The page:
However, no one re-builds their project every time they make some change to the code. If you were making your own engine you would have to do this, but Unity has a nice feature where they let you run the game inside of the editor, meaning that you only need to wait for the scripts to recompile and you can theoretically adjust a few values on the fly, pause the game, etcetera. In the long run this isn’t as useful as you might think, something I’ll cover in the upcoming Unity (((fiasco))) piece, but in the short run it’s definitely a nice time saver.

Before the first release I decided to implement a feature where the game gave you a high score. Nothing particularly complicated, and the current version just multiplies the time you stay alive for by one thousand. It’s possible that the game ends up as an arcade style 2D shooter with an announcer, but that’s not why I implemented this feature. I just wanted a quick little feature to add to an early prototype where I could see roughly how long the playtesters survived.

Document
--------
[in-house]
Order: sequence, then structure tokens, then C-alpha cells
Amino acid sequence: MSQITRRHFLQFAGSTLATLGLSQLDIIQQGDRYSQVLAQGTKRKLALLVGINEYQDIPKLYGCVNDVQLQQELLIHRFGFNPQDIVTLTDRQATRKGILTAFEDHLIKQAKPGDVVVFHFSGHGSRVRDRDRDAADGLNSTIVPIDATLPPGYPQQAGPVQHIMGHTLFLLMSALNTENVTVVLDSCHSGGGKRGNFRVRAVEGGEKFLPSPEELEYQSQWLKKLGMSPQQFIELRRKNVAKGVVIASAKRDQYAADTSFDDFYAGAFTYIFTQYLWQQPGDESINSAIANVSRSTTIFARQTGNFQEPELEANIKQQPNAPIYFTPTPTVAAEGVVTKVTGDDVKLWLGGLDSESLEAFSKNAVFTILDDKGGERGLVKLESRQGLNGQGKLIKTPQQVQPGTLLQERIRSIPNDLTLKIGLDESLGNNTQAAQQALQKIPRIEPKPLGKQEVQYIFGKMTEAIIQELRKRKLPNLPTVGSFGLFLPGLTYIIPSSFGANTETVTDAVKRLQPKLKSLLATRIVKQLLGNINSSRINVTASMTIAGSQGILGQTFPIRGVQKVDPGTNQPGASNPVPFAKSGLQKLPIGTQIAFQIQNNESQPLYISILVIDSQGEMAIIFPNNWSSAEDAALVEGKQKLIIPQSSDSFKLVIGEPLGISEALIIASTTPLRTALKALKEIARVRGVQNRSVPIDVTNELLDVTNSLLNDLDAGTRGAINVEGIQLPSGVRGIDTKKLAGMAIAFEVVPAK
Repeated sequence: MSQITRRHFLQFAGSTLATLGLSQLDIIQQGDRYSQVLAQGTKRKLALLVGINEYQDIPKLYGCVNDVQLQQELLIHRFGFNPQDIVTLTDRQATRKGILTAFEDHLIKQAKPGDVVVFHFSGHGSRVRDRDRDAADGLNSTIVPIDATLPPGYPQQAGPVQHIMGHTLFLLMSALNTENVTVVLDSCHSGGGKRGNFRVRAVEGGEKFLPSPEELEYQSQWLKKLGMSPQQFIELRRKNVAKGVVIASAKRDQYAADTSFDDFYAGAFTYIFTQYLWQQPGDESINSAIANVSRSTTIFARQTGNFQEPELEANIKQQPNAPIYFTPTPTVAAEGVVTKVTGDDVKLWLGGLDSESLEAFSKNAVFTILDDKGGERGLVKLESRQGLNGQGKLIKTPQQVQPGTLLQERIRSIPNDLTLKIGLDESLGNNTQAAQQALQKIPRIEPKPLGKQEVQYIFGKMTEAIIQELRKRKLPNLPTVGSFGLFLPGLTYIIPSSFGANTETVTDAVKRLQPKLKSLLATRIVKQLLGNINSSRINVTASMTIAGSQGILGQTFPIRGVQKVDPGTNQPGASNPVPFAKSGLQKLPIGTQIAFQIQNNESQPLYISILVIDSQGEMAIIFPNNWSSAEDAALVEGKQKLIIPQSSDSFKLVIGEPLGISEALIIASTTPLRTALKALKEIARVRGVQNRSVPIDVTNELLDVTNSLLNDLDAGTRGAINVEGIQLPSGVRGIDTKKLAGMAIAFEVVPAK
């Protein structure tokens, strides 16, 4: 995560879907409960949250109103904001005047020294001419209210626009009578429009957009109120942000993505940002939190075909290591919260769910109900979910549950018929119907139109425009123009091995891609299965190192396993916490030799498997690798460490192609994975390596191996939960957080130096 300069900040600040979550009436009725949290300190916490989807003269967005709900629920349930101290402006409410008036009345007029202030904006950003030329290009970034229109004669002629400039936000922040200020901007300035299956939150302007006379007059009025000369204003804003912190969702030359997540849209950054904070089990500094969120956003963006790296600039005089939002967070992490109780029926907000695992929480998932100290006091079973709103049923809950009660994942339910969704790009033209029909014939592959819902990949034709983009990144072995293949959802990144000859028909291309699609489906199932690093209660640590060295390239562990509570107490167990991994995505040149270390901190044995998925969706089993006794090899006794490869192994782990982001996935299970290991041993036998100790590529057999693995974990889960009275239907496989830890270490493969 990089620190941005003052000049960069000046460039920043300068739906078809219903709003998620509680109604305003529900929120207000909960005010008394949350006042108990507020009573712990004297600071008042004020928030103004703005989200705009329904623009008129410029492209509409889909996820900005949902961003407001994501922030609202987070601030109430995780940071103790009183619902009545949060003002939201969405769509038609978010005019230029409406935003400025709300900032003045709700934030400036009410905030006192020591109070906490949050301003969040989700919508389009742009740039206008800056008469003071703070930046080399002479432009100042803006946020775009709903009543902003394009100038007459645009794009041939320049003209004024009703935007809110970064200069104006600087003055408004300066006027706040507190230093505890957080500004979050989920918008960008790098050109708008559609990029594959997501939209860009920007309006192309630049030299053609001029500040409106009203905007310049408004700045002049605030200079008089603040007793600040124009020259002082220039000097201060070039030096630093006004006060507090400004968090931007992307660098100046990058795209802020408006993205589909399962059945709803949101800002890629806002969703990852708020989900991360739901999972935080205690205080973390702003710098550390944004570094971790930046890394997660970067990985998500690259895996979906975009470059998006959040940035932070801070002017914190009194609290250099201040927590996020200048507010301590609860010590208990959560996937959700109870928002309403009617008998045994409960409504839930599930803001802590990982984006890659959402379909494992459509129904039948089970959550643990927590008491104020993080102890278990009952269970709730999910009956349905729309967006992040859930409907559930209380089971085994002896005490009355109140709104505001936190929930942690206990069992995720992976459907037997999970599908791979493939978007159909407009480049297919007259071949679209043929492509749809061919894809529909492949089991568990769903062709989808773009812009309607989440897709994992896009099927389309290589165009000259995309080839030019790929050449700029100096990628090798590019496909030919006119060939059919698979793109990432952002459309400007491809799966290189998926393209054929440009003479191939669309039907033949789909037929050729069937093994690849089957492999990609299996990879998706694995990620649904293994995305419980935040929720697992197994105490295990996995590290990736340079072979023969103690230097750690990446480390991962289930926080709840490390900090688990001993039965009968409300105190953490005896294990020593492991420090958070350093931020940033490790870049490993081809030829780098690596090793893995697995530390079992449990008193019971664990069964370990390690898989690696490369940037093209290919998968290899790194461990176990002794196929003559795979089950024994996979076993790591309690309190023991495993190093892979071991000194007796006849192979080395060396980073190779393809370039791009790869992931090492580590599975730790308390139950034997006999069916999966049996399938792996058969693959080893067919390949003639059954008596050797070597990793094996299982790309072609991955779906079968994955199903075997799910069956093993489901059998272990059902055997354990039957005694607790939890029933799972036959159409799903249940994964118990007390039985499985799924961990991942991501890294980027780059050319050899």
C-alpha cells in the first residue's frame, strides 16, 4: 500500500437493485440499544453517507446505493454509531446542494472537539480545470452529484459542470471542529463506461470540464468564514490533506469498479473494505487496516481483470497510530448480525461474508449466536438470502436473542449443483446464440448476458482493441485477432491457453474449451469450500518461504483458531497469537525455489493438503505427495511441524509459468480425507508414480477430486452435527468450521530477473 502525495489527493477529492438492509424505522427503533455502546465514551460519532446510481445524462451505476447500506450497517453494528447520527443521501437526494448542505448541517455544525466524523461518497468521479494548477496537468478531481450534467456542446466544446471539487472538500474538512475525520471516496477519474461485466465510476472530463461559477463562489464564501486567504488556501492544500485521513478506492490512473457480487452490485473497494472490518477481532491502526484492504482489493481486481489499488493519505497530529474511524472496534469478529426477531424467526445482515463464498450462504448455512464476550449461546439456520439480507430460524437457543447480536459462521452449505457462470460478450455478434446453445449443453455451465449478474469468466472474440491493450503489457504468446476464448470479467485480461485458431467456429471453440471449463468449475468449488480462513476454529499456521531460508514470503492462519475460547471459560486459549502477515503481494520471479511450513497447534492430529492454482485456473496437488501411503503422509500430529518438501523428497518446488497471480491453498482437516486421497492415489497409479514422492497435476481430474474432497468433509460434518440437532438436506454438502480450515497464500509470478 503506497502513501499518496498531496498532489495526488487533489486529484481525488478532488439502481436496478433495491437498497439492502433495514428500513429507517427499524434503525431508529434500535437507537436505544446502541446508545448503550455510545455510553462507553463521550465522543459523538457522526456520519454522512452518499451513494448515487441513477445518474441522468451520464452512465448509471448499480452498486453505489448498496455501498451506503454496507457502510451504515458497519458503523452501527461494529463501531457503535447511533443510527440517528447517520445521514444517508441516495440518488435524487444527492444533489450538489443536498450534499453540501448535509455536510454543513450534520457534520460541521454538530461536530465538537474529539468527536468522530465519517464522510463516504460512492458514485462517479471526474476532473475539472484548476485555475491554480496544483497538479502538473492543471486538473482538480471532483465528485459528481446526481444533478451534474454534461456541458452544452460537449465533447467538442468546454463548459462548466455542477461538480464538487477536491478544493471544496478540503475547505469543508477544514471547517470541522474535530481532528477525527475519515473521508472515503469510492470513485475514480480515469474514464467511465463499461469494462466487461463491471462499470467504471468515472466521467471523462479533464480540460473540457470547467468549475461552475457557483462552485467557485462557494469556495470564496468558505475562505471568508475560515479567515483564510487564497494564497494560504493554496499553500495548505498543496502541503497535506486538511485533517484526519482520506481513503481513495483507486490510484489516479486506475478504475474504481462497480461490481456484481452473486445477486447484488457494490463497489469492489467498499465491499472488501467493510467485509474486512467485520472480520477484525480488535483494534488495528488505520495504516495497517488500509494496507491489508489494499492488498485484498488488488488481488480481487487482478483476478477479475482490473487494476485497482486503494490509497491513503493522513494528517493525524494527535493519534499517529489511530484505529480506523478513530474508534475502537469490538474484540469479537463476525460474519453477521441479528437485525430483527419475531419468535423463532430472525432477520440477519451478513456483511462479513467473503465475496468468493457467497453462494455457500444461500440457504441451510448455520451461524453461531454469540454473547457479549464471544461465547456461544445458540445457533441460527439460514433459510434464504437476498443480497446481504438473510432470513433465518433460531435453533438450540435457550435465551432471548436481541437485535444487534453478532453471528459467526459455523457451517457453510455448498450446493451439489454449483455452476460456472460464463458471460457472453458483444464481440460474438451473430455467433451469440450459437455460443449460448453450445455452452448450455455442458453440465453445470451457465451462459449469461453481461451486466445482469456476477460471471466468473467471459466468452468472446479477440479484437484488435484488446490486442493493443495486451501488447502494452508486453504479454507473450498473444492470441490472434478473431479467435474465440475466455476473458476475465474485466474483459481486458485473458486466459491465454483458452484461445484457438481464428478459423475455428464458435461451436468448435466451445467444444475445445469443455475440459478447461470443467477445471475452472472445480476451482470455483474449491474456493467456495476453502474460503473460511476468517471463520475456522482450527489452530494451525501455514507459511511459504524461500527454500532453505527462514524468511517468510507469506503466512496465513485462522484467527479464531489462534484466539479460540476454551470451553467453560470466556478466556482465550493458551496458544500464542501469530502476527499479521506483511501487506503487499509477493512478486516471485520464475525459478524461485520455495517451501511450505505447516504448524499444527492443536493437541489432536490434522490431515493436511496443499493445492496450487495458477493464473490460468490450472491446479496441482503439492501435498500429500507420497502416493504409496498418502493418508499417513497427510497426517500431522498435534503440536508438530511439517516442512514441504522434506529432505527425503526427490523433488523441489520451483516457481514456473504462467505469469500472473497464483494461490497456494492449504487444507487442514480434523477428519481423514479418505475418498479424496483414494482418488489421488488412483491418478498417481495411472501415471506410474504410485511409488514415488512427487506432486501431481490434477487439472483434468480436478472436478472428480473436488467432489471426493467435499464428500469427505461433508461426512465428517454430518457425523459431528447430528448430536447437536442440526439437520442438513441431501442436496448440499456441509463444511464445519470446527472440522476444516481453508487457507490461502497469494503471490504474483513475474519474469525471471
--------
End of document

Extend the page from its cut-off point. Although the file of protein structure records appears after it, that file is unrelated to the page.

The game gives you a score each time that you play, displays it when you die, and saves it to a high scores file. If you get a new high score, the game shows a little blurb about that. 

Since each score is just one four byte integer, we can save them all together in a tiny binary file. When you start the game up we load this file, sort the scores, and then display your ten highest scores in the top left of the main menu. It’s also smart enough to create this file if it’s missing. 

… and so on.

Easy, simple, and works just fine when running the game in the Unity Editor. What could possibly go wrong?

An hour before the build was due I created it and played it. I immediately noticed something odd on the main menu.

No, it wasn’t that it looked like garbage, that is to be expected from a product that has no artists working on it yet. The problem was that, even if the user has no scores, the system is supposed to write: “no score yet”.